With unemployment in the U.S. at a five-decade low, businesses across the country are struggling to hire good people. That's led some firms to raise wages, sweeten perks, or put gargantuan efforts into recruiting. But others are taking a more radical approach: hire anyone who walks in the door, no questions asked.
From do-gooder experiment to small but growing movement.
The idea, known as "open hiring," was pioneered by Yonkers, New York-based Greyston Bakery. As writer Leigh Buchanan reported in a 2015 Inc.com profile, the company was founded by zen Buddhist Bernie Glassman in 1982 to provide jobs in a troubled community. Back in the day, it was a radical do-gooder concept. Now, a small-but-growing number of businesses are testing out the idea as both a way to advance a social mission and deal with the brutal hiring landscape.
"Ovenly, a New York City bakery, and Hot Chicken Takeover, a restaurant chain in Columbus, Ohio, rely on what they call fair-chance hiring... a business practice whereby applicants without traditional resumes, interviews, and reference letters are given equal consideration as their peers with such credentials," Mashable reported recently.
The concept has also made it to Europe, where Dutch e-commerce company MamaLoes has adopted Greyston's open hiring model. "We started hiring people without asking any questions," MamaLoes director Loes de Volder told EuroNews. "We let them do the job and prove themselves."
And while true open hiring is still far from mainstream, there is evidence that employers are increasingly open to hiring those with a spotty history they would have once immediately screened out.
Greyston is helping to spread the word, setting up the Center for Open Hiring to help other businesses implement the practice. "To date, 14 other organizations, including Unilever and the Stern School of Business at NYU, have joined the Center," Fast Company reports.
Exactly how crazy an idea is this?
Open hiring continues to be a niche approach, and one that works only for certain roles that don't require specialized skills. But plenty of businesses need cleaners, warehouse workers, and manual laborers. If you're not a zen monk or social activist, how insane is this approach to filling those jobs?
Even the biggest advocates of open hiring admit it has risks and downsides. At Greyston, each new hire is put through a 10-month paid apprenticeship program. About half of those who start it will finish. It is clearly not true that everyone who walks in the door and asks for a job can or will stick around to do that job well.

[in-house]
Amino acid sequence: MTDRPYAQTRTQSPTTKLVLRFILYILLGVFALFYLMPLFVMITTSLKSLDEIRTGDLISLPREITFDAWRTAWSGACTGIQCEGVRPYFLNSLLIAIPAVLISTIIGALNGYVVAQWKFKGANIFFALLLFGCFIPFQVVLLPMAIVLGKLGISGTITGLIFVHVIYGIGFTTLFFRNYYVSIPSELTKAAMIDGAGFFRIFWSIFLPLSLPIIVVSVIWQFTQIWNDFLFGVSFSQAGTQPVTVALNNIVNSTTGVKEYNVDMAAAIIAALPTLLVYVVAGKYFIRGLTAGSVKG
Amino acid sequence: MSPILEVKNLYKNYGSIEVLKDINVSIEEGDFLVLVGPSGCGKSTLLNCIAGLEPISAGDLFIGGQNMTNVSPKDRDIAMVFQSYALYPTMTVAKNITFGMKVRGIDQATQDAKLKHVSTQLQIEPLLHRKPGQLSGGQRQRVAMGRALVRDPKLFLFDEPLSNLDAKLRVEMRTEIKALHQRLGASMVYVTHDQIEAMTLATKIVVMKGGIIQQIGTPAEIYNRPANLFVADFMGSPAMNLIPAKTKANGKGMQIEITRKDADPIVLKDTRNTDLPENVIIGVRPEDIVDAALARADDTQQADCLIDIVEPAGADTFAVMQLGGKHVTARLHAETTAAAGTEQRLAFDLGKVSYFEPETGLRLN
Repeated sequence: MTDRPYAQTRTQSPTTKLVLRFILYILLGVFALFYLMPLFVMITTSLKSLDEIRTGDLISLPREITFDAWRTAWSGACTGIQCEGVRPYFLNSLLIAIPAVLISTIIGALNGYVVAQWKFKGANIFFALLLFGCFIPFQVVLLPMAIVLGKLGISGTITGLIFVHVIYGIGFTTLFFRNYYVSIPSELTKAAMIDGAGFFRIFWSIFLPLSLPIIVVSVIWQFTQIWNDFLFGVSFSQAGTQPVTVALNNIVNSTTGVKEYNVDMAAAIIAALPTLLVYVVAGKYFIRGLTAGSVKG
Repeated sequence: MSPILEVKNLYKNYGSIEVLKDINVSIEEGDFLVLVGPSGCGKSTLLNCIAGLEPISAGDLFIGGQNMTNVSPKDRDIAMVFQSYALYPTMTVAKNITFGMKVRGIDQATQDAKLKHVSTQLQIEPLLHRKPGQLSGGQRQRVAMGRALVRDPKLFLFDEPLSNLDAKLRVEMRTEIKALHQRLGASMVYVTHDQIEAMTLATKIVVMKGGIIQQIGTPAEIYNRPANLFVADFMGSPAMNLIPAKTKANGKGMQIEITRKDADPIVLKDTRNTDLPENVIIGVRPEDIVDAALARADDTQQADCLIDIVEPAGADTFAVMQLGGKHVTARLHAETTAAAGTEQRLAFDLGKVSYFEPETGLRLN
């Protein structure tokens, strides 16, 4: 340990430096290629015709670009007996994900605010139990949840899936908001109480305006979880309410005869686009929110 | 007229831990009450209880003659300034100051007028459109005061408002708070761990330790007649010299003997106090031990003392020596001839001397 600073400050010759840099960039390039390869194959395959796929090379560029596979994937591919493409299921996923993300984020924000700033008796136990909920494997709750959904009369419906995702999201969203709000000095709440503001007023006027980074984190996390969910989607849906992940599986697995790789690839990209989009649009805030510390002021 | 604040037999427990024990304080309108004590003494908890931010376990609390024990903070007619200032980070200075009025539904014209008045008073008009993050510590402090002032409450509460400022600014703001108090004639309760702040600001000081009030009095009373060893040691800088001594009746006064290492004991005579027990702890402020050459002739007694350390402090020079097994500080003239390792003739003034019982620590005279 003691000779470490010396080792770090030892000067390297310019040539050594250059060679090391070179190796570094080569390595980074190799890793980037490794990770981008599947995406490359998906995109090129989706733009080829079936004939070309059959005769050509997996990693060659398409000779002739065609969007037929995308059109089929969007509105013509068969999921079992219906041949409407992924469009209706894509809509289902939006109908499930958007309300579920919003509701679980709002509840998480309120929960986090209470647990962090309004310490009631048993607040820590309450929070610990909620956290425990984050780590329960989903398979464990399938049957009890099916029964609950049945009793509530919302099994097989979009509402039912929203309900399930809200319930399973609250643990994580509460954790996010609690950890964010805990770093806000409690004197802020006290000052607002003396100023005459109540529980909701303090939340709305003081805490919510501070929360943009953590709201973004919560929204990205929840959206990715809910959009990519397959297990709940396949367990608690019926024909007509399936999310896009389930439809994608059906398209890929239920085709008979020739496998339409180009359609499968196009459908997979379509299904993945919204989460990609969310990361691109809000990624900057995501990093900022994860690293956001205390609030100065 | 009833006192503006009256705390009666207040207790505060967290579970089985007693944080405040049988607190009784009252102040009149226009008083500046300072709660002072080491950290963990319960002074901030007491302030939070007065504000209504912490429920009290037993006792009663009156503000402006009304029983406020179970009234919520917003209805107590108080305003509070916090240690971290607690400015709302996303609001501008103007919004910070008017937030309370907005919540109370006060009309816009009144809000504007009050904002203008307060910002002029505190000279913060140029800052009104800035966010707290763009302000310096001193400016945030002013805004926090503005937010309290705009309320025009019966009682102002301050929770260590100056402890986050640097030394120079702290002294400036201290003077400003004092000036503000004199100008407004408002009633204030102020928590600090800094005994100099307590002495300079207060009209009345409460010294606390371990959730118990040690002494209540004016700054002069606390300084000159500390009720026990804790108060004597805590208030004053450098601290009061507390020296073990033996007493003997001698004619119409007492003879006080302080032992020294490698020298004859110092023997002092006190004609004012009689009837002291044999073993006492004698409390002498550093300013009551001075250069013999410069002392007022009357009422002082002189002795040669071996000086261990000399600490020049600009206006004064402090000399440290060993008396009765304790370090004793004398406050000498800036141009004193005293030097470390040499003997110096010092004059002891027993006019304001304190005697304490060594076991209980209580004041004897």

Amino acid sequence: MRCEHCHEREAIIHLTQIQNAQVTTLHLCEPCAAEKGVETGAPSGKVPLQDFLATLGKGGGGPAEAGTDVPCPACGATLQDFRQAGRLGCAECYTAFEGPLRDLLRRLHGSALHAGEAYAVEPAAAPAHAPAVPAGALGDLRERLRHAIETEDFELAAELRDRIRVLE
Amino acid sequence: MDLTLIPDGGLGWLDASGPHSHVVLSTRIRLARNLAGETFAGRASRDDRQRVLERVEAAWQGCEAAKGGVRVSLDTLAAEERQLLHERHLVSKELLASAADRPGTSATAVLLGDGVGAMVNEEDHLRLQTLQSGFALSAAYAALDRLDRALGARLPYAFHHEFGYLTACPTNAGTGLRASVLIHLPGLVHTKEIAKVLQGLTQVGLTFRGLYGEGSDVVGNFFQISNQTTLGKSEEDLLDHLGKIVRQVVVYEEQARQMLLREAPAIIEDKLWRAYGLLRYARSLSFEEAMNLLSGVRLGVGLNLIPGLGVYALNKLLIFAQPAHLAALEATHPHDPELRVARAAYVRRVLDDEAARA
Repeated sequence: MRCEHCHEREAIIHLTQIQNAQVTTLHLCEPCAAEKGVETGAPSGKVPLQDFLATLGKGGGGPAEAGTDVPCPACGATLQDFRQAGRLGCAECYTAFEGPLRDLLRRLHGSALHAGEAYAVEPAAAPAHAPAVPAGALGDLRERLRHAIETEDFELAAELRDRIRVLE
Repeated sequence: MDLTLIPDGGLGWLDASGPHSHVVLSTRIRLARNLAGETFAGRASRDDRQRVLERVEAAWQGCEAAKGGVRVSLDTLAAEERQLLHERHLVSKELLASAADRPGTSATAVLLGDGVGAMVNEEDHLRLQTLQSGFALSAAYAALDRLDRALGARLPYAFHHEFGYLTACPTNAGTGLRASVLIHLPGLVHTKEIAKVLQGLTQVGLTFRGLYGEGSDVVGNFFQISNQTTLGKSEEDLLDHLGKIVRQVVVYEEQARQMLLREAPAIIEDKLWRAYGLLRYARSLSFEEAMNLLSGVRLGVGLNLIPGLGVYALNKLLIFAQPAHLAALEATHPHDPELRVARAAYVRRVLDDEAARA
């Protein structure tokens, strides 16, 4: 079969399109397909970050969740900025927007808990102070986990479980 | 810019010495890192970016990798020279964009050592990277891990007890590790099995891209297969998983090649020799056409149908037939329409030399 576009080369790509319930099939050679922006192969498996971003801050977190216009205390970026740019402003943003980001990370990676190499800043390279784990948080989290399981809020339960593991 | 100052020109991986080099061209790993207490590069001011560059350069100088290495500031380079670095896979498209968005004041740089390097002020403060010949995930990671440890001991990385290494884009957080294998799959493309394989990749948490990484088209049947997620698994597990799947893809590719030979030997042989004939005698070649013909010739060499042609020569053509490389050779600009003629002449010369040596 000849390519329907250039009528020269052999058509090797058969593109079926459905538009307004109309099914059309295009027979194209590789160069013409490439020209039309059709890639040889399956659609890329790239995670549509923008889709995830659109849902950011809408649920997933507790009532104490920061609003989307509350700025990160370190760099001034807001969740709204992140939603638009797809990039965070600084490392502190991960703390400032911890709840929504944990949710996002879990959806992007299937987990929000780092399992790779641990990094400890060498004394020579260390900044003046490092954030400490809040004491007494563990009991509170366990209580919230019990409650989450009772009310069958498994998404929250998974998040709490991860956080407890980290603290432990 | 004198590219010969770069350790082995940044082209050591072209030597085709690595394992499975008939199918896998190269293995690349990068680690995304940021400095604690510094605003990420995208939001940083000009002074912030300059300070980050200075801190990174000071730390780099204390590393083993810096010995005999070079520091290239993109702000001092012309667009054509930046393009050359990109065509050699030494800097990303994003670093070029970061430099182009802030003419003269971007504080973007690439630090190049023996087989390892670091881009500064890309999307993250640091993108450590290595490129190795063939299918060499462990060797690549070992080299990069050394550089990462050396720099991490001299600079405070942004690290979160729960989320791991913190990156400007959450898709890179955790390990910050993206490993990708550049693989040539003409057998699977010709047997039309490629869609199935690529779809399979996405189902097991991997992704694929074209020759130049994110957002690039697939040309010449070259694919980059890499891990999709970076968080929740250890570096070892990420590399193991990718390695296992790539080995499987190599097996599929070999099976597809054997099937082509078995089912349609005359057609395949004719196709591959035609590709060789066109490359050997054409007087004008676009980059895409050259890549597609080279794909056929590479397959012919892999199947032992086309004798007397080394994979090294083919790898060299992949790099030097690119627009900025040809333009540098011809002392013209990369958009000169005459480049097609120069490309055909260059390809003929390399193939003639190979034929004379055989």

But the important question isn't whether open hiring is hassle free, it's how its hassles stack up against those of traditional hiring. There's evidence that open hiring is not just a social good, but also a bottom line benefit to the businesses brave enough to try it.
"While the annual employee turnover rate in similar manufacturing and production industries hovers between 30 percent and 70 percent, at the Greyston bakery, it's just around 12 percent," notes Fast Company. Onboarding an employee at Greyston costs $1,900, compared to a nationwide average of $4,500.
Those with a criminal record, who make up a large share of those who benefit from open hiring, may be particularly likely to stick around. Even in today's economy, this population has an unemployment rate of 27 percent, and just 12.5 percent of employers say they are willing to accept an application from someone with a record. It's extremely hard for those with a record to get a job, and they know it, which means they appreciate it when they're given a chance.
Research reflects this. "A study published in 2018 showed that members of the military with incarceration histories were promoted more quickly -- and to higher ranks than those with no conviction record," Mashable reports. While according to CNBC, "82 percent of executives say their ex-offender hires have been at least as successful as their average hire." Findings are mixed on whether this population is more likely to get fired.
The bottom line seems to be those with nontraditional resumes are a mixed bag. They won't always work out as employees, but when they do they tend to repay the chance they were given with loyalty and hard work. And they represent a huge pool of underutilized potential. One in three Americans have been arrested on a felony charge.
Open, or fair chance, hiring isn't a cure-all, and it won't work for all businesses, but with so many people sitting on the sidelines due to past troubles, and the job market the tightest it has been in half a century, it's a model that's at least worth looking at for some roles at some companies.